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Christine captures stunning shot of red squirrel 02.09.15

by Linda McGrory

THIS native red squirrel looks straight from the pages of a Beatrix Potter book as it chomps on a peanut in an Inishowen forest.
Wildlife photographer Christine Cassidy captured the gorgeous portrait of the endangered little mammal as it recently foraged for food in Lisnagrath Woods, Muff.
The rust-coloured animal was the essence of 'bright-eyed and bushy tailed' as it stocked up for winter.
And it was clearly enjoying the nuts Christine brought along to help supplement its natural woodland diet of forest fruits, seeds and berries.
Native red squirrel pictured feeding at Lisnagrath Woods, Muff, by Christine Cassidy.
Adult red squirrels can grow to about 25cm in length and weigh up to 400g.
They use their characteristically bushy tail for balance during their aerial acrobatics in the tree-tops.
Christine, who is a founding member of Wild Inishowen and vice-chair of the North West Red Squirrel Group in Derry, said the peninsula had become an important habitat for the conservation of the protected species.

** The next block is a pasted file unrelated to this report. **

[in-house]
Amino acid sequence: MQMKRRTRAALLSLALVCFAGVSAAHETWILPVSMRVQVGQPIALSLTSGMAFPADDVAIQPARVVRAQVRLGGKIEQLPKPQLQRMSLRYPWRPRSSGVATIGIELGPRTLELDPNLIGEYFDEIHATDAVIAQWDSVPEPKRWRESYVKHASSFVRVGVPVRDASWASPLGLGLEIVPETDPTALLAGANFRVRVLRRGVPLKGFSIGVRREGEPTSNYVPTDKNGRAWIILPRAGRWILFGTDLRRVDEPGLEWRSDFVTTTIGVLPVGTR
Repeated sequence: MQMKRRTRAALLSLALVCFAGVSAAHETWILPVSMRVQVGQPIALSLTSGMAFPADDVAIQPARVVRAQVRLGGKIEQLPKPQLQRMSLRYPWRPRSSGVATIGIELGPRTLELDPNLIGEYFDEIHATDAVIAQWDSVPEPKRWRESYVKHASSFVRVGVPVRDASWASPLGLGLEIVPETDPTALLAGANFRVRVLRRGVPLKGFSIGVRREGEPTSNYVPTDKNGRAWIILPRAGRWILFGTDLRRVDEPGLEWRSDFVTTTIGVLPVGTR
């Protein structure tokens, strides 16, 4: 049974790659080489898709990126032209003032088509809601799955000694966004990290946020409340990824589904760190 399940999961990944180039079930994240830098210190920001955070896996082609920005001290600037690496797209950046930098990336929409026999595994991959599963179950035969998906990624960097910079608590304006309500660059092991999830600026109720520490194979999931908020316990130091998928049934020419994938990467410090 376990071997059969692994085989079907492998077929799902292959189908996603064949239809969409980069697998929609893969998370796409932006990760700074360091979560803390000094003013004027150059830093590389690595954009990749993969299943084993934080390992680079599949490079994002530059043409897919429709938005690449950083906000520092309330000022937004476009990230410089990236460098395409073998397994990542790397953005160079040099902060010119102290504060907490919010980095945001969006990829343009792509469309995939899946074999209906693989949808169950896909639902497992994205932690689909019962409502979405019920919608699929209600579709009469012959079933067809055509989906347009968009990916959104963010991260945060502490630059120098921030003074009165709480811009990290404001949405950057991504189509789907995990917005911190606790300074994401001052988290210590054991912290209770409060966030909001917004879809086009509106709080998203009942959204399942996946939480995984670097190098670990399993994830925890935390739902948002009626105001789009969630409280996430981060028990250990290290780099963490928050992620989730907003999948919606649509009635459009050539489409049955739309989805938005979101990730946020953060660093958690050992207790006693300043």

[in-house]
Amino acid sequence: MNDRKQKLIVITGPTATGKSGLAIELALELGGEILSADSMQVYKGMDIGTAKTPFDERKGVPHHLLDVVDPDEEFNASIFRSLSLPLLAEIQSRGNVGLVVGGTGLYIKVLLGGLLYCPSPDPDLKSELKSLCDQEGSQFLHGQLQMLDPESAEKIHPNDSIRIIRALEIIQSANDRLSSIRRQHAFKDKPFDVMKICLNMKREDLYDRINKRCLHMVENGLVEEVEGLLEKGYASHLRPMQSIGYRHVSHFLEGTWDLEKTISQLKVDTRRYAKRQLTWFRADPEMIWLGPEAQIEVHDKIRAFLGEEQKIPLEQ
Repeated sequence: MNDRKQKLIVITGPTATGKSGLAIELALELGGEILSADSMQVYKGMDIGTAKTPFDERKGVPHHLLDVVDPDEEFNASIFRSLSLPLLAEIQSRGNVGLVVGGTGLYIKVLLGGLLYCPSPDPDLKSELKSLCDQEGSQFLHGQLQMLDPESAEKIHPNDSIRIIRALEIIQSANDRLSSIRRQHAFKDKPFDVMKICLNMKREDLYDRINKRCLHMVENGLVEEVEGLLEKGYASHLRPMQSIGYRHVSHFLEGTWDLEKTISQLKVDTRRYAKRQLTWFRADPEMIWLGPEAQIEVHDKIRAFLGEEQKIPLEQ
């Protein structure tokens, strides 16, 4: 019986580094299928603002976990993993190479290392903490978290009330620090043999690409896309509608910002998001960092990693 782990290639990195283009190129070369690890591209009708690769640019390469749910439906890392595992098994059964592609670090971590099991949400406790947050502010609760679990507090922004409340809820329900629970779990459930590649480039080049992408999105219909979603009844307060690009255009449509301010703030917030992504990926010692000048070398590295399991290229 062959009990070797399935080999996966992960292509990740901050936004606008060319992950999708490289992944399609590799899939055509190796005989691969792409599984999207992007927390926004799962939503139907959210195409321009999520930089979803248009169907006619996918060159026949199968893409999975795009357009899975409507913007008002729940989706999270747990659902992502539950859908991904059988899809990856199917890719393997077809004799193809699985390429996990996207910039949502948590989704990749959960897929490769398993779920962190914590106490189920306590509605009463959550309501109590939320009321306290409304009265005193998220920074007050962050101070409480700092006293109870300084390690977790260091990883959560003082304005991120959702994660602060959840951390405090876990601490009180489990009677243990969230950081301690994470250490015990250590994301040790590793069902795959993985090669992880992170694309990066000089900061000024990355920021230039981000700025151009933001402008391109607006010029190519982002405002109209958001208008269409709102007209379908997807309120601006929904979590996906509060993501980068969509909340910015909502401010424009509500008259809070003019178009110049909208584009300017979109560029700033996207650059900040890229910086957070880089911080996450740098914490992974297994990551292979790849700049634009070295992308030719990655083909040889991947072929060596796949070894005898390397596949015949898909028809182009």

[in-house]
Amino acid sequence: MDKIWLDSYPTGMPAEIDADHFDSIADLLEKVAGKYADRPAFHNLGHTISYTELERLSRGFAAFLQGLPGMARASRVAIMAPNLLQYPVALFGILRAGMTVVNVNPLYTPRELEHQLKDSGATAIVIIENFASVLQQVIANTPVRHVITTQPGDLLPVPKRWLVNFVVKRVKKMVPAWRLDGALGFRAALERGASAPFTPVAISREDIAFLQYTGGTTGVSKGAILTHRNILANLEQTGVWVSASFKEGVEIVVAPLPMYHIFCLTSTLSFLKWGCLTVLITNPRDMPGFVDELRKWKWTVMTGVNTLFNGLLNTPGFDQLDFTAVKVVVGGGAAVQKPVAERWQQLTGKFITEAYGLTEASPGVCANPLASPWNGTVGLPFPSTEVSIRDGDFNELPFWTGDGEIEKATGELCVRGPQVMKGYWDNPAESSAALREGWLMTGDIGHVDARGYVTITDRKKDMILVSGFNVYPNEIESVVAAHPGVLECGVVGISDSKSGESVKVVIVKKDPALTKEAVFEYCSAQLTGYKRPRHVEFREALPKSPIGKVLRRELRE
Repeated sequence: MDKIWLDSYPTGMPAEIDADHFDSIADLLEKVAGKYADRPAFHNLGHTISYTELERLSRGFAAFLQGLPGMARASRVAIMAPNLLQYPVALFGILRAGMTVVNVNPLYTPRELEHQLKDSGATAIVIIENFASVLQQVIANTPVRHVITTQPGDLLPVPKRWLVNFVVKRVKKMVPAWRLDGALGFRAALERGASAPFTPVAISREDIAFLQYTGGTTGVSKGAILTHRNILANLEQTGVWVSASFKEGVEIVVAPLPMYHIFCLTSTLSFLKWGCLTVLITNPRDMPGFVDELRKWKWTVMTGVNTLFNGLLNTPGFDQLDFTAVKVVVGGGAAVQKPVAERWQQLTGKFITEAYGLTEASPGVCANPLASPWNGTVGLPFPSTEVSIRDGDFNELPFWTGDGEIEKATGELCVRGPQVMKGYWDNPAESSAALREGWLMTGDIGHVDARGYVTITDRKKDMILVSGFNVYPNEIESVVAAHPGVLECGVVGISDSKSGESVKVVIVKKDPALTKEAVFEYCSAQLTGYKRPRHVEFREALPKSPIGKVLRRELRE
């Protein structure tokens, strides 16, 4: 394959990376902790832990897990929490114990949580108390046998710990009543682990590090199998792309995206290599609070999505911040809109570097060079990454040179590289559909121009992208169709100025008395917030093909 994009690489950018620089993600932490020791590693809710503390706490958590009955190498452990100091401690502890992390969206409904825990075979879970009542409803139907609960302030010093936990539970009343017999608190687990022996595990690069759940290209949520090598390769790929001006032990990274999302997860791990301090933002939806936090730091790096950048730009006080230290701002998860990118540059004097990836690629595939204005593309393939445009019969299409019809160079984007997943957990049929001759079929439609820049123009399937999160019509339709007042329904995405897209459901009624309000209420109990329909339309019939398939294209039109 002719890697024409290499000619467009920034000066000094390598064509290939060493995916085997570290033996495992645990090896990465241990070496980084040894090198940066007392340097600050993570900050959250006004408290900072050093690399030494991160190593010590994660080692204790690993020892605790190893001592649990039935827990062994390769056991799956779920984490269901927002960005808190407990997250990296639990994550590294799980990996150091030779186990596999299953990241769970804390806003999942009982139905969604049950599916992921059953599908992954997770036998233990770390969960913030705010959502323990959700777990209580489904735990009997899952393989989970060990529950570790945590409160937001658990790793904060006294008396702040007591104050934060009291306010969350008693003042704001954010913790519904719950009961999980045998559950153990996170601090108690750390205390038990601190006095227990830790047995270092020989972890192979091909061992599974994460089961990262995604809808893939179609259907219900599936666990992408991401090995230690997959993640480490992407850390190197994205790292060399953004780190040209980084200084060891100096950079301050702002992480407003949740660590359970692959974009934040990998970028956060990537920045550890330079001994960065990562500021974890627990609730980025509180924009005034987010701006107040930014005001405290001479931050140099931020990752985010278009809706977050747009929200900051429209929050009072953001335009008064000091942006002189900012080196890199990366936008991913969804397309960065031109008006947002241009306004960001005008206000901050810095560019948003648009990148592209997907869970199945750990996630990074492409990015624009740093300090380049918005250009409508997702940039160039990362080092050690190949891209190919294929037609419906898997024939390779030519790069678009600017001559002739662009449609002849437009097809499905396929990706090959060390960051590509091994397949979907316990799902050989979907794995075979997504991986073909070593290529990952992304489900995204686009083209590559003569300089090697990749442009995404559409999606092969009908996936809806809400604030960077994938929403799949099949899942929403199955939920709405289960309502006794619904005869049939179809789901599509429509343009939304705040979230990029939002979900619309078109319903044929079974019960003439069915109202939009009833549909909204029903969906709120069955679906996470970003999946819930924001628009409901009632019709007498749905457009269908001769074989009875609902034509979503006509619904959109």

She said its coastal nature was less hospitable to the invasive grey squirrel which is twice the size and brasher than the timid, indigenous red.
Grey squirrels, introduced here from America in 1911, also carry a pox virus that is fatal to the native species.
"There is quite a healthy population of red squirrels in and around Inishowen. A few grey squirrels have been seen in Inishowen but not as many grey squirrels as we would have in the north west," Christine explained.
"The greys use tree lines to move across areas so thankfully there wouldn't be as many tree lines around Inishowen and the coastal areas of the peninsula.
"We have a few good sites in the north west were the red squirrels are doing well, unfortunately in other areas of Derry the red squirrels have moved on due to development, disturbance and the presence of grey squirrels," she added.
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